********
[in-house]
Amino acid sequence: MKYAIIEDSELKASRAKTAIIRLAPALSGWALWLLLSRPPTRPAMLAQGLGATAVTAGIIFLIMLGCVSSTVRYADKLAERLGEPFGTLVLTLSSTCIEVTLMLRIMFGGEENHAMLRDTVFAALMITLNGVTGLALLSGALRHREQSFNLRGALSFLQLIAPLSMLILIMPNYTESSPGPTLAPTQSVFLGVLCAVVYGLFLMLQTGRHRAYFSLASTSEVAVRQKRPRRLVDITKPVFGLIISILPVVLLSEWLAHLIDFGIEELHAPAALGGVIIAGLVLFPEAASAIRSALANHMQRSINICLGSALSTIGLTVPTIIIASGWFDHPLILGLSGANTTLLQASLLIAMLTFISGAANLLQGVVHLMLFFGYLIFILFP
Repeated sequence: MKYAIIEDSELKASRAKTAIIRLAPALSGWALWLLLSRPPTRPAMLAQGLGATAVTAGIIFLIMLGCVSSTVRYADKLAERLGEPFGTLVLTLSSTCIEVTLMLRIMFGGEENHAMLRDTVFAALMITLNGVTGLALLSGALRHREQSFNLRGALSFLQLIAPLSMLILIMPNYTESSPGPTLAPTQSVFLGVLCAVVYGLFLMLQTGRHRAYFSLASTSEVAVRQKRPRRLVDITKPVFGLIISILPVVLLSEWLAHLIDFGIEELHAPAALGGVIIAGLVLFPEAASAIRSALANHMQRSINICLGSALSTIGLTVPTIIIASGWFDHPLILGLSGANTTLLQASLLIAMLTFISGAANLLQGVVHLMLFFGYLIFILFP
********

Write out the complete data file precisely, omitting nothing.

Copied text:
[in-house]
Amino acid sequence: MKYAIIEDSELKASRAKTAIIRLAPALSGWALWLLLSRPPTRPAMLAQGLGATAVTAGIIFLIMLGCVSSTVRYADKLAERLGEPFGTLVLTLSSTCIEVTLMLRIMFGGEENHAMLRDTVFAALMITLNGVTGLALLSGALRHREQSFNLRGALSFLQLIAPLSMLILIMPNYTESSPGPTLAPTQSVFLGVLCAVVYGLFLMLQTGRHRAYFSLASTSEVAVRQKRPRRLVDITKPVFGLIISILPVVLLSEWLAHLIDFGIEELHAPAALGGVIIAGLVLFPEAASAIRSALANHMQRSINICLGSALSTIGLTVPTIIIASGWFDHPLILGLSGANTTLLQASLLIAMLTFISGAANLLQGVVHLMLFFGYLIFILFP
Repeated sequence: MKYAIIEDSELKASRAKTAIIRLAPALSGWALWLLLSRPPTRPAMLAQGLGATAVTAGIIFLIMLGCVSSTVRYADKLAERLGEPFGTLVLTLSSTCIEVTLMLRIMFGGEENHAMLRDTVFAALMITLNGVTGLALLSGALRHREQSFNLRGALSFLQLIAPLSMLILIMPNYTESSPGPTLAPTQSVFLGVLCAVVYGLFLMLQTGRHRAYFSLASTSEVAVRQKRPRRLVDITKPVFGLIISILPVVLLSEWLAHLIDFGIEELHAPAALGGVIIAGLVLFPEAASAIRSALANHMQRSINICLGSALSTIGLTVPTIIIASGWFDHPLILGLSGANTTLLQASLLIAMLTFISGAANLLQGVVHLMLFFGYLIFILFP